True, it was a simple project, and I provided clear direction from the start. 

I knew what I was using for inspiration and what the end state should be. 

I gave crisp examples to inspire the final design outcome.

After being presented with design options, I asked the graphic designer how he wanted to be compensated.

He replied with: "Well, it didn't take me that long so...."

Before he could give me his price, I called a timeout and said: "Come on!"

I said come on because he wasn't valuing the efficiency and ease at which he could craft this design project.

He wasn't valuing his years of undergraduate and graduate graphic design studies.

He wasn't valuing his years of experience working with big and small clients in various sectors.

He wasn't valuing his expertise of pattern matching, seeing this design need before, and the hours he has spent being observant of trends on the streets and in pop culture.

He wasn't valuing the fact that this project didn't take him all that long because he has many years of higher education, many years of professional experience, and many years of observing design trends.

The task was simple for him because he possessed all three of these elements - not because the final product was easy to design.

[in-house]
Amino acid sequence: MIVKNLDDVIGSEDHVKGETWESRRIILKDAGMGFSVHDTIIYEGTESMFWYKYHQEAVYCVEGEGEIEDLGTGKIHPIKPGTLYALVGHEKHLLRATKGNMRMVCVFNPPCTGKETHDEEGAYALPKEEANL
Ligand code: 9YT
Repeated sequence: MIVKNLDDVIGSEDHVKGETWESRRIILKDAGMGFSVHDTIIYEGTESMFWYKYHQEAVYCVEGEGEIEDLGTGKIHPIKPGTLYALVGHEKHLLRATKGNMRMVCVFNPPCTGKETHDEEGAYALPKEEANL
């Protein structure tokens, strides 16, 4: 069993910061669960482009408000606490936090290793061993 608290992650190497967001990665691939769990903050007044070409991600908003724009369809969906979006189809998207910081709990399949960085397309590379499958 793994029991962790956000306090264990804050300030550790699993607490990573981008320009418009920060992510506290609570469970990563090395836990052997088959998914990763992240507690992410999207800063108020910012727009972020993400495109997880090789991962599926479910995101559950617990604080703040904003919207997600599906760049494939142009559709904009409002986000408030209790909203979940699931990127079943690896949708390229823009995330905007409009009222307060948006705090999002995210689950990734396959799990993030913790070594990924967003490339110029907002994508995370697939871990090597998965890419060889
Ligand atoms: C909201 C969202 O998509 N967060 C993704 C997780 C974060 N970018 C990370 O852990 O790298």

There should be very little correlation between what we get paid and the amount of time we put in. 

Pricing should be all about outputs and accomplishments.

As entrepreneurs and thought leaders, most of us have three things that we can sell, often mirroring the three main stages of business: starting, existing, and thriving. 

At the beginning of the business, most of us due to lack of confidence or smarts, start by selling time. We sell the inputs of time and materials. 

To reach the next business level of existing, we start selling outputs of deliverables. So instead of charging based on our time, we charge based on the market value of something and begin to command a premium. We trade a price premium for price certainty because we are selling deliverables.

At the third and thriving level of business, when we let go of both of those things, we sell based on the value created. 

At the top-tier of a thriving business, you need to develop revenue and not sales. You are focused on adding value for clients - be it securing gains or cost reductions or other emotional forms of value that your expert solution will deliver.